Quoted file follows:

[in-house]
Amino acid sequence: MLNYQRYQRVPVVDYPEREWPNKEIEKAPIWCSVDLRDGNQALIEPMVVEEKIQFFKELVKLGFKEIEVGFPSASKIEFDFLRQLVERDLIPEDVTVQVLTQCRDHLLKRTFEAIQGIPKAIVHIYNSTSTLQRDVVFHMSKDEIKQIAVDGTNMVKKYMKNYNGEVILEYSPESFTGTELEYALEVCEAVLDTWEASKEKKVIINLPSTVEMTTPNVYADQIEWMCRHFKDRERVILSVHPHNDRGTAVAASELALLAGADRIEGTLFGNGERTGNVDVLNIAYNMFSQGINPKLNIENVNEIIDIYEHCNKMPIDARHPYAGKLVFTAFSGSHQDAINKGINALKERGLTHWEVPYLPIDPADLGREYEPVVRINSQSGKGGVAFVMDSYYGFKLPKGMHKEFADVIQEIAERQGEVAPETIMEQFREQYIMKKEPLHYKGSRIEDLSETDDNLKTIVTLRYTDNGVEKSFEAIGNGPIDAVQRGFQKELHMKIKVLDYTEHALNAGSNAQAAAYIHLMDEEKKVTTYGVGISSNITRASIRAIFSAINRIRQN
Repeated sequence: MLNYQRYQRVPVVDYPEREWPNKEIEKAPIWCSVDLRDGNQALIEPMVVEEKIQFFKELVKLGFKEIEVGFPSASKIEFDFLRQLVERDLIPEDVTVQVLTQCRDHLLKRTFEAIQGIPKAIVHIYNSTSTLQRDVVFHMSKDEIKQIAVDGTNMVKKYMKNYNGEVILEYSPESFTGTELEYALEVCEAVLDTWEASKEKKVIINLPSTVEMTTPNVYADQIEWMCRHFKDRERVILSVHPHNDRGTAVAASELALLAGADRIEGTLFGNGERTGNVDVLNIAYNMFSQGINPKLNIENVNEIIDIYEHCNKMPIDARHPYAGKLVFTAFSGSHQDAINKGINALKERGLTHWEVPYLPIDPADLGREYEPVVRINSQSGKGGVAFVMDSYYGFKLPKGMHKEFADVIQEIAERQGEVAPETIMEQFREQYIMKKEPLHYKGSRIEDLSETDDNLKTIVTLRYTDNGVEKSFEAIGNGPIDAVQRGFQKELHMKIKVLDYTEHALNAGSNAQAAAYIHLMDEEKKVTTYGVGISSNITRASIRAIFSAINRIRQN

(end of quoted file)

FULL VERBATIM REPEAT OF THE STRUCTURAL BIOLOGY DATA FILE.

[in-house]
Amino acid sequence: MLNYQRYQRVPVVDYPEREWPNKEIEKAPIWCSVDLRDGNQALIEPMVVEEKIQFFKELVKLGFKEIEVGFPSASKIEFDFLRQLVERDLIPEDVTVQVLTQCRDHLLKRTFEAIQGIPKAIVHIYNSTSTLQRDVVFHMSKDEIKQIAVDGTNMVKKYMKNYNGEVILEYSPESFTGTELEYALEVCEAVLDTWEASKEKKVIINLPSTVEMTTPNVYADQIEWMCRHFKDRERVILSVHPHNDRGTAVAASELALLAGADRIEGTLFGNGERTGNVDVLNIAYNMFSQGINPKLNIENVNEIIDIYEHCNKMPIDARHPYAGKLVFTAFSGSHQDAINKGINALKERGLTHWEVPYLPIDPADLGREYEPVVRINSQSGKGGVAFVMDSYYGFKLPKGMHKEFADVIQEIAERQGEVAPETIMEQFREQYIMKKEPLHYKGSRIEDLSETDDNLKTIVTLRYTDNGVEKSFEAIGNGPIDAVQRGFQKELHMKIKVLDYTEHALNAGSNAQAAAYIHLMDEEKKVTTYGVGISSNITRASIRAIFSAINRIRQN
Repeated sequence: MLNYQRYQRVPVVDYPEREWPNKEIEKAPIWCSVDLRDGNQALIEPMVVEEKIQFFKELVKLGFKEIEVGFPSASKIEFDFLRQLVERDLIPEDVTVQVLTQCRDHLLKRTFEAIQGIPKAIVHIYNSTSTLQRDVVFHMSKDEIKQIAVDGTNMVKKYMKNYNGEVILEYSPESFTGTELEYALEVCEAVLDTWEASKEKKVIINLPSTVEMTTPNVYADQIEWMCRHFKDRERVILSVHPHNDRGTAVAASELALLAGADRIEGTLFGNGERTGNVDVLNIAYNMFSQGINPKLNIENVNEIIDIYEHCNKMPIDARHPYAGKLVFTAFSGSHQDAINKGINALKERGLTHWEVPYLPIDPADLGREYEPVVRINSQSGKGGVAFVMDSYYGFKLPKGMHKEFADVIQEIAERQGEVAPETIMEQFREQYIMKKEPLHYKGSRIEDLSETDDNLKTIVTLRYTDNGVEKSFEAIGNGPIDAVQRGFQKELHMKIKVLDYTEHALNAGSNAQAAAYIHLMDEEKKVTTYGVGISSNITRASIRAIFSAINRIRQN